One in 10 secondary pupils 'ineligible' to sit GCSEs

The Department of Education statistics present an analysis of exam performance of pupils in 2015/16

MORE than one in 10 secondary school pupils are being declared ineligible to sit exams, new figures reveal

Hundreds of young people are still being excluded from GCSEs meaning they are invisible from government statistics designed to gauge performance.

About 1,600 in Year 12 last year, the majority of them in non-grammar schools, did not take a single GCSE.

The Department of Education's latest statistical bulletin presents an analysis of exam performance of pupils in Year 12 and 14 in 2015/16.

It includes information on examination performance by gender, sector, and free school meal entitlement.

In 2015/16, 67.9 per cent of Year 12 pupils achieved five or more GCSEs at grades A*-C including English and maths, an increase of 0.9 percentage points from 2014/15.

Almost half - 47 per cent - of free school meal entitled pupils achieved this.

At A-level, 66.3 per cent of pupils achieved three or more at grades A*-C, up from 64.9 per cent the previous year.

Non-grammar schools saw a slight increase in achievement at both Year 12 and Year 14 while grammar schools experienced a slight decrease.

In 2015, approximately 1,600 Year 12 pupils, around 7 per cent of the cohort, were declared ineligible.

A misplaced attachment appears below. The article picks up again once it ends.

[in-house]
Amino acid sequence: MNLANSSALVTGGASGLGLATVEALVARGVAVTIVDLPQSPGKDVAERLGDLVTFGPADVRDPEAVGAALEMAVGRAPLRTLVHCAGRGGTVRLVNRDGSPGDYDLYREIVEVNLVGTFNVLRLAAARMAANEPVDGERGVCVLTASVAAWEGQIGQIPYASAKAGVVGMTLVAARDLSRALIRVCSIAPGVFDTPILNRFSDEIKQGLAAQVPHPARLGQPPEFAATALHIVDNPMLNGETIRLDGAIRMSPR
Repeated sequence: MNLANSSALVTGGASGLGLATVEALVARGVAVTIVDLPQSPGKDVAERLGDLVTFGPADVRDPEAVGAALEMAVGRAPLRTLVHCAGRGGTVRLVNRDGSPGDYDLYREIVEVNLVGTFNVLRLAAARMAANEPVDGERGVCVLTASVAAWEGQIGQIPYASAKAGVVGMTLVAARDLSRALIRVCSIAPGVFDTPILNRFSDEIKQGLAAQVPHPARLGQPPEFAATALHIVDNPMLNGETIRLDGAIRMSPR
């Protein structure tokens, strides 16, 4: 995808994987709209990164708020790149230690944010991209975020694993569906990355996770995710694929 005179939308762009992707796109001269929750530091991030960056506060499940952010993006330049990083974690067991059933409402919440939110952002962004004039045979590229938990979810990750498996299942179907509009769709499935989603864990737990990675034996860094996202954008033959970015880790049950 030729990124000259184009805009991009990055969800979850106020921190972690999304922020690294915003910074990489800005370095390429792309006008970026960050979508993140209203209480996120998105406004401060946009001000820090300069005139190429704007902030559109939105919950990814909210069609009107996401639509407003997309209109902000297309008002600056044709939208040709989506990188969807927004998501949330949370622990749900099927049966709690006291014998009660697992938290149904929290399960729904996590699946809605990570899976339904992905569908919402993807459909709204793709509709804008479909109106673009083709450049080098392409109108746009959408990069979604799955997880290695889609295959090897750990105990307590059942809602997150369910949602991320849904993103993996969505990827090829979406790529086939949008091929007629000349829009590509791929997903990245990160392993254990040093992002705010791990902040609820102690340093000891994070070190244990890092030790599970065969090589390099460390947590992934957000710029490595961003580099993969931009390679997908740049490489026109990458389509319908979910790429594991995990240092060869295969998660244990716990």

This ineligibility rate varies by school type - 10.9 per cent of Year 12 pupils in non-grammar compared with only 1.5 per cent in grammar schools.

Only pupils who sit exams are included in Summary of Annual Examination Results (SAER) returns and, therefore, official GCSE pass rates. Ineligible pupils are not included in these statistics, which are used to compile performance tables.

Counting every young person, whether they sat GCSEs or not, would see pass rates fall.

It has long been claimed that schools remove poorer-performing pupils from exams to prevent pass rates from being affected adversely.

Pupils can be ineligible for reasons including serious illness, including mental health issues, and pregnancy. They can also be excluded if they transfer schools, have a statement of special educational needs or "serious welfare issues".

In her last annual report, chief inspector Noelle Buick said the criteria for the permitted exclusion of pupils from pupil examinations data "needs to be the subject of further investigation and research".

"School leadership needs to act with integrity in order to be transparent with all stakeholders with regard to how many pupils are declared ineligible from inclusion in their statistics when they are being quoted for accountability, publicity or any other purposes," she said.

The new statistics also showed that the achievement gap between grammar and non-grammar schools was closing.

In 2005/06 the gap at GCSE was 53.2 percentage points; by 2015/16 this gap had fallen to 23.8 percentage points.


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